By setting out a clear set of objectives, Accelerate Alabama introduced a frame- work for economic development when it was launched in 2012.Since then,Alabama has seen a high level of economic develop- ment activity, with companies announcing projects with nearly 90,000 jobs and more than $24 billion in new capital invest- ment. A significant portion of that activity stemmed from foreign-based companies. In addition, Commerce is tightly aligned with the state’s primary non-educational workforce development initiatives, which serves to streamline the process for pros- pects. AIDT, the state’s highly regarded job-training agency, remains at the core of Commerce’s Workforce Development Di- vision. Other state workforce programs are also part of the division,whose goal is to act as a comprehensive and convenient conduit for worker recruitment and training needs. A critical Commerce objective is to identify prospects for partnerships that can broaden Alabama’s economic base and cre- ate jobs for its citizens. Other objectives are to attract domestic and foreign investment, expand international trade and Alabama ex- ports, facilitate small business growth, and attract entertainment projects to the state. Gov. Kay Ivey presents Robert Meyerson, president of Blue Origin, with a state seal after the company announced plans to assemble its BE-4 rocket engines in Huntsville. Greg Canfield || Alabama Department of Commerce || Alabama Center for Commerce 401 Adams Avenue || Montgomery, AL 36130 || (334) 242-0400 or (800) 248-0033 || Fax: (334) 242-5669 || www.madeinalabama.com KEY CONTACT E C O N O M I C D E V E L O P M E N T A G E N C I E S
88 ALABAMA ECONOMIC DEVELOPMENT GUIDE 2018 Birmingham has one of the most diverse economies in the state of Alabama,building upon unmatched manufacturing, technol- ogy, entrepreneurship and health care re- sources. The region has a $62 billion GDP value and represents over a quarter of Ala- bama’s total employment. With economic growth as its primary focus, the Birmingham Business Alliance (BBA) is the leading economic development agency for the Birmingham seven-county region,including Bibb,Blount,Chilton,Jef- ferson, St. Clair, Shelby and Walker coun- ties.The BBA works to increase job growth and increase capital investment within the region, attracting and retaining top talent from around the world.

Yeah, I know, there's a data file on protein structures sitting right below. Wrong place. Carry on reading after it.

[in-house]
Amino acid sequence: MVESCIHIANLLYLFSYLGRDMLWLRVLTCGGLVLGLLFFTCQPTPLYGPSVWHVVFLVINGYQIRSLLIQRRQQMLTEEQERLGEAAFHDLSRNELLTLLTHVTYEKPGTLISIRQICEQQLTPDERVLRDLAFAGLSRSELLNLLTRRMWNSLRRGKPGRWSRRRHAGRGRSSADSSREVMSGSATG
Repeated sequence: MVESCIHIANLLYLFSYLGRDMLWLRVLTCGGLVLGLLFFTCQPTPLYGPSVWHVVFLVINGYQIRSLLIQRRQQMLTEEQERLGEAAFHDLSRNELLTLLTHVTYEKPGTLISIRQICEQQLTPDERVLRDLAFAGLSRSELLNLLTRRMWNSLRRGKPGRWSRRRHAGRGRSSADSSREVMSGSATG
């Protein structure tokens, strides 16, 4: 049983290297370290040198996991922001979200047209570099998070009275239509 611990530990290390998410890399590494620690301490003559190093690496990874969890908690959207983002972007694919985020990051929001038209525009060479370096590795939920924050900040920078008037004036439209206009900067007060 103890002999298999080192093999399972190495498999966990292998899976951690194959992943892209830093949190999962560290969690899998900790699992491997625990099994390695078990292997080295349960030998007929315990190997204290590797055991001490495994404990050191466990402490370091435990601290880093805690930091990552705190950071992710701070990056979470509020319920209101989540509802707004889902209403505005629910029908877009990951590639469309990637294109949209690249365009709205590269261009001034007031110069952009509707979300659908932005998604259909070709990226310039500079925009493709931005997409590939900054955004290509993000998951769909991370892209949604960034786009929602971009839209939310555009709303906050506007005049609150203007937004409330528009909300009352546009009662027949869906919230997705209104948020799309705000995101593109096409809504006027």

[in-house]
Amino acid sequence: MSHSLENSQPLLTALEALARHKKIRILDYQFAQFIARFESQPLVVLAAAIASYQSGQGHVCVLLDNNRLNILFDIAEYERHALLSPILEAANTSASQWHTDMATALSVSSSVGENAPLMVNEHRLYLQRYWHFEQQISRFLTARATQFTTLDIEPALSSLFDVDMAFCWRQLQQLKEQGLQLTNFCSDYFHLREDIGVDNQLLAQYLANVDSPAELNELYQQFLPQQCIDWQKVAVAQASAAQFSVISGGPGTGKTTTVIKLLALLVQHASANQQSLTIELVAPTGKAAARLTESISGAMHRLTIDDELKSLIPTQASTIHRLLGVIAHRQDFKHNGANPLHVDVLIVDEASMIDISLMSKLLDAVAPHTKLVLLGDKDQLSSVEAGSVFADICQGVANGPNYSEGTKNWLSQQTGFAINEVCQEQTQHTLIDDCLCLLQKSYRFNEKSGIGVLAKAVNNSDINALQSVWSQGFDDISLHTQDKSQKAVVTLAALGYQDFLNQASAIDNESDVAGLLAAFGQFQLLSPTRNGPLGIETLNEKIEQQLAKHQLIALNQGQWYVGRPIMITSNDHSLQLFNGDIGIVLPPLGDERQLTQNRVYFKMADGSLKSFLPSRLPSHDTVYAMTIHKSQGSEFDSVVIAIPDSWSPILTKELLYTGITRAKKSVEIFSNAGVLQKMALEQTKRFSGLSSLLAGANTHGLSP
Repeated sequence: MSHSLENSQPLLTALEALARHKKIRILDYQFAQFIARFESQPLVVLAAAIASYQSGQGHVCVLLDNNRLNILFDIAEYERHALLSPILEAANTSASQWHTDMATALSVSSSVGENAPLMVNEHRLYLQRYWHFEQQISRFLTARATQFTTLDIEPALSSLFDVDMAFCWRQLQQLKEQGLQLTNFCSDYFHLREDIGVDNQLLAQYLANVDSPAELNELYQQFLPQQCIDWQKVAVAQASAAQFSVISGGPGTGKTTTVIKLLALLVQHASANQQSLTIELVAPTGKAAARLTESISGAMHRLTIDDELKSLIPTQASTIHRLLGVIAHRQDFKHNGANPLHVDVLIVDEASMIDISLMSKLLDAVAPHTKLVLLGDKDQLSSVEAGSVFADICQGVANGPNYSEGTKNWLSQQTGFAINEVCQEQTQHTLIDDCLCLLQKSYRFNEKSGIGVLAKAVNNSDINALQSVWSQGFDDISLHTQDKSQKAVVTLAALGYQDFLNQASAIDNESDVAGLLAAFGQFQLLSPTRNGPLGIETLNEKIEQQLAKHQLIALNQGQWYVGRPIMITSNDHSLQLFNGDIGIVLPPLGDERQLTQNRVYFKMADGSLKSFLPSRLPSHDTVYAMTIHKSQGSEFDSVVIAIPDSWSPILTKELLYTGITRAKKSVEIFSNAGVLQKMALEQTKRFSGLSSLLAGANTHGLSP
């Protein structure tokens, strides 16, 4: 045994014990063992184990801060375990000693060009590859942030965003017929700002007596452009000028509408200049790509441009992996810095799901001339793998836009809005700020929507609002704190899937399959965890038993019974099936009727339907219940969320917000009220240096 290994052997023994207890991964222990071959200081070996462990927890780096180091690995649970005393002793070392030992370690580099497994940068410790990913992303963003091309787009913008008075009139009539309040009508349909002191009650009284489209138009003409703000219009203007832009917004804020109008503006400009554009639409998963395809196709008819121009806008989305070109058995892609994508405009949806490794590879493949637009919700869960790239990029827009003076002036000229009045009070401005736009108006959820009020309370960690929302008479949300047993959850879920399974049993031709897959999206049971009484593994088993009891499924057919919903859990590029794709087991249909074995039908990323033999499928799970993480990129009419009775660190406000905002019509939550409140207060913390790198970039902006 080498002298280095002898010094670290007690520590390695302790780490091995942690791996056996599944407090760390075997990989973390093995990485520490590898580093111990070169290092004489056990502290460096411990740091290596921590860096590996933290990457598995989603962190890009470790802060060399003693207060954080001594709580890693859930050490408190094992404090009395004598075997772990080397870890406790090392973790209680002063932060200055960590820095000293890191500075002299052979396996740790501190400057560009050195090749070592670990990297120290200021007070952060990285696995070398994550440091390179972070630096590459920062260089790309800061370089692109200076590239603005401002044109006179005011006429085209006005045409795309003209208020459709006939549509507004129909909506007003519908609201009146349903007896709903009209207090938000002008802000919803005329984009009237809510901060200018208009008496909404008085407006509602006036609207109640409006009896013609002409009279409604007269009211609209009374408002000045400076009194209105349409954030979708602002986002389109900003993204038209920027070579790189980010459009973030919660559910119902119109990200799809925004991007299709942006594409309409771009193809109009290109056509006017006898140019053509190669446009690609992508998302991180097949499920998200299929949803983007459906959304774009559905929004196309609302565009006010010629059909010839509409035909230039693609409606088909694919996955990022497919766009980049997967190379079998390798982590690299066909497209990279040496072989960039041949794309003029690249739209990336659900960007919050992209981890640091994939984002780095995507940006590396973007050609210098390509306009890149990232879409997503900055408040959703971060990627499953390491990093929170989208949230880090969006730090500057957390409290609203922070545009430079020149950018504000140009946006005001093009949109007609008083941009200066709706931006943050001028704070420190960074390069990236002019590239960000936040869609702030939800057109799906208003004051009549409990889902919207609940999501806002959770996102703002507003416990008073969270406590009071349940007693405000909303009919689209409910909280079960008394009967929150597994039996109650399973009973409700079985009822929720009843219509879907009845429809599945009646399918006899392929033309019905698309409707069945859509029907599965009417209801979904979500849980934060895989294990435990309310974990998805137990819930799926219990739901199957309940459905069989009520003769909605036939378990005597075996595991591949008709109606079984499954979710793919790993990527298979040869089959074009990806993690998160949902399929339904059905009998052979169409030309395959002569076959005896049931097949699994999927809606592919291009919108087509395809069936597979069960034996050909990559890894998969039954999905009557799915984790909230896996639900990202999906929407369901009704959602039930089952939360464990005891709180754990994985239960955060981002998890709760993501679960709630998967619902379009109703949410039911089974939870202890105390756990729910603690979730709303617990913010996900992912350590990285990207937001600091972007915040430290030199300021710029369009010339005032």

The BBA leverages Birmingham’s great- est assets, including innovation engines Southern Research and the University of Alabama at Birmingham (UAB). Southern Research is a contract research organization with nearly 500 scientists and engineers that focuses on drug discovery and drug devel- opment.Seven FDA-approved cancer drugs currently on the market were developed at Southern Research. UAB is the state’s larg- est employer,with 23,000 employees,19,000 students,a $5 billion impact on the commu- nity and more than $500 million in funding for medical research.
Birmingham is a destination for entre- preneurs looking to grow their business in a welcoming environment. The region boasts more than 700 technology-based businesses and the Southeast’s largest and globally rec- ognized technology incubator, Innovation Depot. The 140,000-square-foot incubator houses more than 100 startups that employ approximately 900 people. Birmingham has a vibrant downtown, with nearly $1 billion in investment in re- cently completed, proposed or under con- struction city center projects, including apartments, condos, hotels, retail and office space, entertainment venues, museums, a brewery,a new parking deck and new facili- ties at UAB.
Based in Birmingham are Alabama’s only Fortune 500 company, Regions Financial Corp.; construction aggregates company Vulcan Materials Co.; national retailers Hibbett Sporting Goods and Books-A- Million; mining giant Drummond Co.Inc.; Blue Cross Blue Shield of Alabama; global life insurance provider Protective Life Corp., and many others. There are 75 internation- al-based companies located throughout the region, and most of the workforce for two of the premier automotive assembly plants in North America — Mercedes-Benz in Vance and Honda in Lincoln — as well as a growing base of automotive suppliers, live in the area.